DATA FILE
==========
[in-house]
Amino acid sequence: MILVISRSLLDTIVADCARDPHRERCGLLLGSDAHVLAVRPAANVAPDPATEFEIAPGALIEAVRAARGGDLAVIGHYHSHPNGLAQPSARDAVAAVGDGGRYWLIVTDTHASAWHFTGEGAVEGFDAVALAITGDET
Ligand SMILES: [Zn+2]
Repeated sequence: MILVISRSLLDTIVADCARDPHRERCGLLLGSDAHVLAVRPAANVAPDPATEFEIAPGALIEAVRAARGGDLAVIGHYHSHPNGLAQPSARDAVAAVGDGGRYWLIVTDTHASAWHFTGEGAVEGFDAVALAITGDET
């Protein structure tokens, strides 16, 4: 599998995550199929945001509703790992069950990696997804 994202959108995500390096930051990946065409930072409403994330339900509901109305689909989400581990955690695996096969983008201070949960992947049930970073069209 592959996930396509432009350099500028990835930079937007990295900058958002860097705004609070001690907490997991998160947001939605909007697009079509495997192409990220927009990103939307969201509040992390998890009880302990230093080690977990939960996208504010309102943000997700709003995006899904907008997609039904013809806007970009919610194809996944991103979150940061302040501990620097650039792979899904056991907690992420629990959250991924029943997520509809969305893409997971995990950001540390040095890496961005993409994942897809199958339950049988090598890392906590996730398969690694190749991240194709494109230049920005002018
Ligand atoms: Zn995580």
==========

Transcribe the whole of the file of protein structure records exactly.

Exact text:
[in-house]
Amino acid sequence: MILVISRSLLDTIVADCARDPHRERCGLLLGSDAHVLAVRPAANVAPDPATEFEIAPGALIEAVRAARGGDLAVIGHYHSHPNGLAQPSARDAVAAVGDGGRYWLIVTDTHASAWHFTGEGAVEGFDAVALAITGDET
Ligand SMILES: [Zn+2]
Repeated sequence: MILVISRSLLDTIVADCARDPHRERCGLLLGSDAHVLAVRPAANVAPDPATEFEIAPGALIEAVRAARGGDLAVIGHYHSHPNGLAQPSARDAVAAVGDGGRYWLIVTDTHASAWHFTGEGAVEGFDAVALAITGDET
């Protein structure tokens, strides 16, 4: 599998995550199929945001509703790992069950990696997804 994202959108995500390096930051990946065409930072409403994330339900509901109305689909989400581990955690695996096969983008201070949960992947049930970073069209 592959996930396509432009350099500028990835930079937007990295900058958002860097705004609070001690907490997991998160947001939605909007697009079509495997192409990220927009990103939307969201509040992390998890009880302990230093080690977990939960996208504010309102943000997700709003995006899904907008997609039904013809806007970009919610194809996944991103979150940061302040501990620097650039792979899904056991907690992420629990959250991924029943997520509809969305893409997971995990950001540390040095890496961005993409994942897809199958339950049988090598890392906590996730398969690694190749991240194709494109230049920005002018
Ligand atoms: Zn995580």